Ms. Sophie Kiwala: I’m wondering also if you could expand a little bit on how you see the RHPA improving protection of patients within the practice of midwifery.

Ms. Kelly Dobbin: I think I would say the same, that patients would be protected by just having more information. However, I also do support—which I didn’t speak about in my submission—the issue of having the ability to suspend a member upon a finding of guilt of sexual abuse, and not having to wait.

The Chair (Mr. Monte McNaughton): That’s the time. We’re going to move to the official opposition and Mr. Yurek.

Mr. Jeff Yurek: Thanks very much for being here. You mention the timeline that they’ve set in the legislation: You’re fine with regard to sexual relations with a patient?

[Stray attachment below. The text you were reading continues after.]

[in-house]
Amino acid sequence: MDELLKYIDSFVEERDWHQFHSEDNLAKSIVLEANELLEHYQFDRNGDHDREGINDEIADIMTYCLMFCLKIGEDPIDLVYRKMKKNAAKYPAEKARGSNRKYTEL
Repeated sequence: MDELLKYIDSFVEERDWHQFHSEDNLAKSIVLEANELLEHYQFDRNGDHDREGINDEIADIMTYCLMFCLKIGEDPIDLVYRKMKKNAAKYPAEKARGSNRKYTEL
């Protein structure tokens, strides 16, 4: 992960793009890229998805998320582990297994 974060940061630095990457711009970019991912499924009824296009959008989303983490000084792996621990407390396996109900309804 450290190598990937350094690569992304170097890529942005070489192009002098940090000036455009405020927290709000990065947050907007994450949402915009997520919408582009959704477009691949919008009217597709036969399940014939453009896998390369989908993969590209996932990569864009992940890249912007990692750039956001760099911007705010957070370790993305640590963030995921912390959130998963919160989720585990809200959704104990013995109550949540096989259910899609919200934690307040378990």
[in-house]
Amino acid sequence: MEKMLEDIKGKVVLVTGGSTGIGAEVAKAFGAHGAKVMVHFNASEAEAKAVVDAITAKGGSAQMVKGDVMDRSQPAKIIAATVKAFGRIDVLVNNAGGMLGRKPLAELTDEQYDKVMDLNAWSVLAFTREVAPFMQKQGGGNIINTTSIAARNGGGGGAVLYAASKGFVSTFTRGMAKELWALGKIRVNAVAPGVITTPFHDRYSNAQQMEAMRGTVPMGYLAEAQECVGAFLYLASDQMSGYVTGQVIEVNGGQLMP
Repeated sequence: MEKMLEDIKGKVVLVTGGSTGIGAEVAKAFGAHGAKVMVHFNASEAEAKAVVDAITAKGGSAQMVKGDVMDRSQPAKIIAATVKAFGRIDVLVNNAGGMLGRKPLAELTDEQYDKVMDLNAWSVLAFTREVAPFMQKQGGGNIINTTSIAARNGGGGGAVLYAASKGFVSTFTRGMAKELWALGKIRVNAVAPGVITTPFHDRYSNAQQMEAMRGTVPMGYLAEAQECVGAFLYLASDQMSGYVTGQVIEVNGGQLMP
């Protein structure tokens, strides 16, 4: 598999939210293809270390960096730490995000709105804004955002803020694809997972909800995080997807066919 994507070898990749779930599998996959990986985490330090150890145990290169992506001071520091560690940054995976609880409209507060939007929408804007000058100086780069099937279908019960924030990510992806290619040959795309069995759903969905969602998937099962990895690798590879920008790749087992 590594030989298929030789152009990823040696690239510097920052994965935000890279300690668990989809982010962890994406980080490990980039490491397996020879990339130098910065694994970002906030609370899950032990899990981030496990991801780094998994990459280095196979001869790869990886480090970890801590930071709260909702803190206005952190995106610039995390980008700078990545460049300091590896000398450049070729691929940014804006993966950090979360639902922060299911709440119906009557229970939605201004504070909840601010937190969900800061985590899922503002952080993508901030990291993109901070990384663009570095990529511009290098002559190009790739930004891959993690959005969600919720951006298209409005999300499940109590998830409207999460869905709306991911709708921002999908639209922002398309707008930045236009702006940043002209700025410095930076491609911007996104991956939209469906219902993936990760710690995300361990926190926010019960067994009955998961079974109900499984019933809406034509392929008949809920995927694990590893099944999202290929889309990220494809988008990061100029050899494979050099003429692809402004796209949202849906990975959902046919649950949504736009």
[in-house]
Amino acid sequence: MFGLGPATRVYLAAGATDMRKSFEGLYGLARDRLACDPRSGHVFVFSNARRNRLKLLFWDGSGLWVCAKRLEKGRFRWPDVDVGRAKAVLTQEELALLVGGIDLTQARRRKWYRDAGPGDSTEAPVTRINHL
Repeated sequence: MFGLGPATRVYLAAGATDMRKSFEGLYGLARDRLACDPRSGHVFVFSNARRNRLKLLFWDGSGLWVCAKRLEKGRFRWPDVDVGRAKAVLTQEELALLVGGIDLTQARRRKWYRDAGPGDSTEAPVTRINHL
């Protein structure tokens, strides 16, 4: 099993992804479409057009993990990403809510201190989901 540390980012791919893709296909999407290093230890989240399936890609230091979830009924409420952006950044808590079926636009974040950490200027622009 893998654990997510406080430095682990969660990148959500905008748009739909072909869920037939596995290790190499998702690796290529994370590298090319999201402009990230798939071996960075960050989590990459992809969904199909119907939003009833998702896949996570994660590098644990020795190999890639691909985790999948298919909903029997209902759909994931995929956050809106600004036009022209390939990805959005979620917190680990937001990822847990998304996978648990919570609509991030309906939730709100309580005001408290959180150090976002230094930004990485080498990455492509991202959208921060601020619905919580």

Ms. Kelly Dobbin: Yes.

Mr. Jeff Yurek: I’ve spoken with CPSO. They have concerns with that timeline, the fact that under psychotherapy they think this should never, ever occur. There are other avenues where they think the timeline should be longer. Do you think a one-size-fits-all for all the colleges is going to work in this instance?

Ms. Kelly Dobbin: I do not. It happens to work in our case most of the time, with the way that midwives serve their clients. However, I am concerned that a one-size-fits-all doesn’t address the issues.

I believe that our FHRCO submission also mentioned radiologists who don’t have patient interaction, let’s say, but they have the personal health information history of a patient and may not realize that they’re actually developing a relationship with a former patient. I think that there could be criteria set out to better achieve the outcome of protecting patients from that inherent power imbalance, yes.

Mr. Jeff Yurek: Thank you. My next question is with regard to the new powers of being able to suspend a member on a complaint, I imagine probably as it’s referring to an investigation committee: Is that something that’s going to be automatic every time there’s a complaint?